- The Washington Times - Wednesday, March 29, 2006

ORLANDO, Fla. — Retiring NFL commissioner Paul Tagliabue has presided over a 16-year era of labor peace, unparalleled television rights fees and on-field parity. With the collective bargaining agreement with the players association and the TV deals set for the rest of the decade, the next commissioner’s biggest challenge could be not to tinker with the most successful colossus in sports history.

However, several of the new guard of owners have used 21st century terms like “digitized” and “strategize” in discussing how they believe the NFL needs to become a worldwide, not just an American, leviathan.

No one gave much thought to the global marketplace and the Internet when Tagliabue, then the NFL’s lead Washington attorney, was chosen in October 1989 to succeed Pete Rozelle. Even back then, the owners interviewed an outsider — New York Republican Party chairman/investment banker J. Patrick Barrett — and a minority candidate — Green Bay Hall of Fame defensive end/business executive Willie Davis — before narrowing the field to Tagliabue and New Orleans Saints general manager Jim Finks. Tagliabue prevailed after a seven-month battle.

This time around, the field apparently includes Atlanta Falcons GM Rich McKay, Baltimore Ravens president Dick Cass and five NFL executives: chief operating officer Roger Goodell; NFL Network chief Steve Bornstein; Management Council chairman Harold Henderson; chief counsel Jeff Pash and executive vice president for finance Eric Grubman. Among the outsiders who have been mentioned are DirectTV CEO Chase Carey and Disney executive Reggie Williams, the former Cincinnati linebacker, who, like Henderson, is black.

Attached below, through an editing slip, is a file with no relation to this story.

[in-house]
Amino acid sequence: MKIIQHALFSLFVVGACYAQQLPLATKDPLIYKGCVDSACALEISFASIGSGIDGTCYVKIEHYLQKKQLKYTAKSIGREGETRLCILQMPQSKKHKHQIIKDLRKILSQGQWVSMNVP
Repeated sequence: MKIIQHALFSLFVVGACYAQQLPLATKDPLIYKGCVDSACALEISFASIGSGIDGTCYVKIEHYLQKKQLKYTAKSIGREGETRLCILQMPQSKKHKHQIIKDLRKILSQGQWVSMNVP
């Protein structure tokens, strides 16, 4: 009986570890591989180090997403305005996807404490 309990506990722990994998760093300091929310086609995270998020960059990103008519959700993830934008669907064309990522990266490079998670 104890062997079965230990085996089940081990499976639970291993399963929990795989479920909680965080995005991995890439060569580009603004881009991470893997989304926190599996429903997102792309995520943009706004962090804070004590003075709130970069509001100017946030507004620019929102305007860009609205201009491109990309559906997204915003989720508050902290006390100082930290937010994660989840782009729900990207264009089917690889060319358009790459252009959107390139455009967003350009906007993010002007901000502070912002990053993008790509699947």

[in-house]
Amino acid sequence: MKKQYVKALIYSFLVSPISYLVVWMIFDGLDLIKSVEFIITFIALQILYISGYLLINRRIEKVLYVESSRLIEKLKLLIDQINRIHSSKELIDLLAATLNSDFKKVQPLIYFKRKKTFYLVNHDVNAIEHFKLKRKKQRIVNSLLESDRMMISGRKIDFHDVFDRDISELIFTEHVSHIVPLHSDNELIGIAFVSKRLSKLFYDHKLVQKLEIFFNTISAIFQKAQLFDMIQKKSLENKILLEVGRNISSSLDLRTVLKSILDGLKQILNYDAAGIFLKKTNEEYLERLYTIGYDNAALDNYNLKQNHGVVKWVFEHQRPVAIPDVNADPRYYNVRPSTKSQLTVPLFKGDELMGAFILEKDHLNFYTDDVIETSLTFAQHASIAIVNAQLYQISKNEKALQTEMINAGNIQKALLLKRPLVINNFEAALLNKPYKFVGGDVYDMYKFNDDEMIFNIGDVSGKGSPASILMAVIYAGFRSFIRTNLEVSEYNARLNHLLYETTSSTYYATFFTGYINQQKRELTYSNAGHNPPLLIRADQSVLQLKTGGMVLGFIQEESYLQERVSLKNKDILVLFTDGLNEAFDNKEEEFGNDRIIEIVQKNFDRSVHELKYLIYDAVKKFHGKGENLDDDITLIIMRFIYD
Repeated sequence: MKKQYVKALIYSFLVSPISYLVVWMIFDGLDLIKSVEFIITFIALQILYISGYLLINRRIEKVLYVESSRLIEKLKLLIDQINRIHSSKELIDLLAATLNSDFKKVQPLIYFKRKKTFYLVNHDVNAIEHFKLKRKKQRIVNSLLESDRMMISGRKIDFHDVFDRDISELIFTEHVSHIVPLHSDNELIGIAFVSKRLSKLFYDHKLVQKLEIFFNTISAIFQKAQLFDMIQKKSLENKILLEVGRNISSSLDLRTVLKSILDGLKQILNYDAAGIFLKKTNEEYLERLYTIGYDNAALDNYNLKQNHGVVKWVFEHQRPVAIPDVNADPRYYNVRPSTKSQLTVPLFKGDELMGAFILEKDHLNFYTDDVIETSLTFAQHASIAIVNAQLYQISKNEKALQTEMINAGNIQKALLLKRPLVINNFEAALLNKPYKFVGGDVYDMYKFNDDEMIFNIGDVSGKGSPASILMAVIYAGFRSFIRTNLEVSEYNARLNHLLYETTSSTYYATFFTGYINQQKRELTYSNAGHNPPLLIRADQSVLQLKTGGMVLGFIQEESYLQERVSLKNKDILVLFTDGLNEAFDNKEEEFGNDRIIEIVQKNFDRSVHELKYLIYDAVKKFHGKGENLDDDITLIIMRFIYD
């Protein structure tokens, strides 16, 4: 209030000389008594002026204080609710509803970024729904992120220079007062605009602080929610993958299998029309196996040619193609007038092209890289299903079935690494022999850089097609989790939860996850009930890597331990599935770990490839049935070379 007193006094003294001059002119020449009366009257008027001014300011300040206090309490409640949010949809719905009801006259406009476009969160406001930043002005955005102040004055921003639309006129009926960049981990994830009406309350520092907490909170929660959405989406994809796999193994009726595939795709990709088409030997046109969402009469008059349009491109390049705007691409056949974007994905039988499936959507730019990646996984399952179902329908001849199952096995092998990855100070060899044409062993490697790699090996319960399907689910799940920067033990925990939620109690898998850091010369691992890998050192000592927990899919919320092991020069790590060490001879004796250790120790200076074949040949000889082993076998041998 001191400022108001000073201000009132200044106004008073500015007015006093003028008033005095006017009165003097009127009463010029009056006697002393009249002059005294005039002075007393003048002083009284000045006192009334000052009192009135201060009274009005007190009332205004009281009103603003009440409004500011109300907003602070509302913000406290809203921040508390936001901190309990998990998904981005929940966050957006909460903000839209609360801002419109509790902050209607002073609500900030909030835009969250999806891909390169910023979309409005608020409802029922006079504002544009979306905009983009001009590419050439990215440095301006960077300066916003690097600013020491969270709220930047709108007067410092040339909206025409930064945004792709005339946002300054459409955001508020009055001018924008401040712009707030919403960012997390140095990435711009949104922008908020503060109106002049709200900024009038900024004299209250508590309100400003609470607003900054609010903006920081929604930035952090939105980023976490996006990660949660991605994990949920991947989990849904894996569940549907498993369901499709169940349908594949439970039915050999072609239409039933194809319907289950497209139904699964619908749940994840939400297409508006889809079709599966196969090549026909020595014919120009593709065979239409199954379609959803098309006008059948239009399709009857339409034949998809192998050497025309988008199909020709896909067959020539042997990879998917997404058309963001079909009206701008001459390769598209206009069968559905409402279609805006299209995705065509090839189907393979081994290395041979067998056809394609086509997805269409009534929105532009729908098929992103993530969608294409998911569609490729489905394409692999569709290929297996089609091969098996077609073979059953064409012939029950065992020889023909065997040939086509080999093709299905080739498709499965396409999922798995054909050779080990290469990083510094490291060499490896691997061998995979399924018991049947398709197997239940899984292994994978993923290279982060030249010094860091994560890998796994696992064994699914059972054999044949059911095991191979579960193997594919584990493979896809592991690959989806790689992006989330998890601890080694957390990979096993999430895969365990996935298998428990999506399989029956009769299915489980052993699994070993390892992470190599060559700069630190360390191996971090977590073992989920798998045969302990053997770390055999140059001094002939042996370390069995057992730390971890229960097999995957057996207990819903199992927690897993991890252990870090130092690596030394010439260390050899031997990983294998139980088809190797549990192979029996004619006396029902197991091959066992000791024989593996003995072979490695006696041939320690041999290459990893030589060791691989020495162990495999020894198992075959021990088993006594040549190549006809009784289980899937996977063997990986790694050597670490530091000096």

• Goodell, 47, starts the process as the favorite. Tagliabue’s right-hand man began his NFL career as an intern in 1982, and after a year with the New York Jets, Goodell began his rise up the league ladder before assuming his current role in 2001. Goodell’s close relationship with Tagliabue could backfire with some owners who don’t appreciate having a decision dictated to them, but others are grateful to the lame-duck commissioner for the unprecedented riches they have garnered on his watch. And unlike his competitors, Goodell has been involved with just about the full gamut of NFL issues.

• If Goodell is the Tagliabue of the contenders, then the 47-year-old McKay is this year’s Finks. McKay grew up in the sport as the son of John McKay, who coached the Tampa Bay Buccaneers after winning four national titles at Southern Cal. After earning his law degree, the younger McKay was the Bucs’ counsel, then their vice president of football administration before becoming GM in 1995. In 1997, the Bucs made the playoffs for the first time in 15 years. Tampa Bay won the Super Bowl in January 2003, but McKay left that December following a power struggle with coach Jon Gruden. The Falcons reached the NFC Championship game in McKay’s first season in Atlanta. McKay also has served as co-chairman of the NFL’s influential competition committee since 1998.

• Although Cass has worked in the league for only two years, the partner in the District law firm of Wilmer, Cutler and Pickering assisted Jerry Jones with the purchase of the Dallas Cowboys in 1989 and represented Jack Kent Cooke’s estate in the sale of the Washington Redskins in 1999. More important, the 60-year-old Cass played a critical role in brokering the internal revenue sharing deal that allowed the league to extend the CBA with the NFLPA earlier this month.

• Bornstein, 53, is the most likely of the less-touted candidates because of his experience as chairman of ESPN and president of ABC Television before joining the NFL in 2003. With his development of the ESPN brand and creation of the X-Games, Bornstein certainly is the type of forward-thinker the new guard owners prefer.

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